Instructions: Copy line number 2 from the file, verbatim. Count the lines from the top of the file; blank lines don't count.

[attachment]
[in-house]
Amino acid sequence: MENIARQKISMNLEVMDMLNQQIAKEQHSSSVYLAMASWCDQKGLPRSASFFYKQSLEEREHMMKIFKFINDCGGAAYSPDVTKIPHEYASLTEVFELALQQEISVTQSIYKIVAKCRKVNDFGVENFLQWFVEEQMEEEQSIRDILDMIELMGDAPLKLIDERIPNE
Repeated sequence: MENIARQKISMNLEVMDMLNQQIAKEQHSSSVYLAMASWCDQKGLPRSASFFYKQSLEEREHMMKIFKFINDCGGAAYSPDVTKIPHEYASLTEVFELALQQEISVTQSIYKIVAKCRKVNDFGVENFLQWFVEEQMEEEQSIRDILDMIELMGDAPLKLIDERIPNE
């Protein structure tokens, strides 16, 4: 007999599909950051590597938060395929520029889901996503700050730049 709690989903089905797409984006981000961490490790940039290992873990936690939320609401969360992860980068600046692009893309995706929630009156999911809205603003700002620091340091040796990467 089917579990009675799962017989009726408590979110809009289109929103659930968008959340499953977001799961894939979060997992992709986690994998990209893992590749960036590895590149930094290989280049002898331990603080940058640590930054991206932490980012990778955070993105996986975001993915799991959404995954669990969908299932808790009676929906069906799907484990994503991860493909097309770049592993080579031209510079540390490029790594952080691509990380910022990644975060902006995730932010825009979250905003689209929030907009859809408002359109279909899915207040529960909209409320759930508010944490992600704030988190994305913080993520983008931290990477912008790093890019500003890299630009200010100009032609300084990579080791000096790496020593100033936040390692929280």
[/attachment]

Amino acid sequence: MENIARQKISMNLEVMDMLNQQIAKEQHSSSVYLAMASWCDQKGLPRSASFFYKQSLEEREHMMKIFKFINDCGGAAYSPDVTKIPHEYASLTEVFELALQQEISVTQSIYKIVAKCRKVNDFGVENFLQWFVEEQMEEEQSIRDILDMIELMGDAPLKLIDERIPNE